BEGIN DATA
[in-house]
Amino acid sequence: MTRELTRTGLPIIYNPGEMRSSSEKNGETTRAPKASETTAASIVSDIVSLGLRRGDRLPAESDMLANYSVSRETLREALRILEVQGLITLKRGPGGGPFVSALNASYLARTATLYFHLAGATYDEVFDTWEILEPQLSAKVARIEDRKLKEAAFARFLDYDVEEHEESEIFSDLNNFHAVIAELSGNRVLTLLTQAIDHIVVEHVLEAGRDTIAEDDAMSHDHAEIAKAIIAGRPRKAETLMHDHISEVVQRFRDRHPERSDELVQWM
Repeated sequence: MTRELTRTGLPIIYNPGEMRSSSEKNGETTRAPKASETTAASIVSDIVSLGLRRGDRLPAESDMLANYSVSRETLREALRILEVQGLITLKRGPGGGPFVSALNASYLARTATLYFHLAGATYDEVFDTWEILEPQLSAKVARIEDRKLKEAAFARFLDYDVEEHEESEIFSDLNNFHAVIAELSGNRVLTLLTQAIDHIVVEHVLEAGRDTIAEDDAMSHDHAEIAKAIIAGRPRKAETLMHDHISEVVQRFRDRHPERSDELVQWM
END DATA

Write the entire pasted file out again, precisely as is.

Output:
[in-house]
Amino acid sequence: MTRELTRTGLPIIYNPGEMRSSSEKNGETTRAPKASETTAASIVSDIVSLGLRRGDRLPAESDMLANYSVSRETLREALRILEVQGLITLKRGPGGGPFVSALNASYLARTATLYFHLAGATYDEVFDTWEILEPQLSAKVARIEDRKLKEAAFARFLDYDVEEHEESEIFSDLNNFHAVIAELSGNRVLTLLTQAIDHIVVEHVLEAGRDTIAEDDAMSHDHAEIAKAIIAGRPRKAETLMHDHISEVVQRFRDRHPERSDELVQWM
Repeated sequence: MTRELTRTGLPIIYNPGEMRSSSEKNGETTRAPKASETTAASIVSDIVSLGLRRGDRLPAESDMLANYSVSRETLREALRILEVQGLITLKRGPGGGPFVSALNASYLARTATLYFHLAGATYDEVFDTWEILEPQLSAKVARIEDRKLKEAAFARFLDYDVEEHEESEIFSDLNNFHAVIAELSGNRVLTLLTQAIDHIVVEHVLEAGRDTIAEDDAMSHDHAEIAKAIIAGRPRKAETLMHDHISEVVQRFRDRHPERSDELVQWM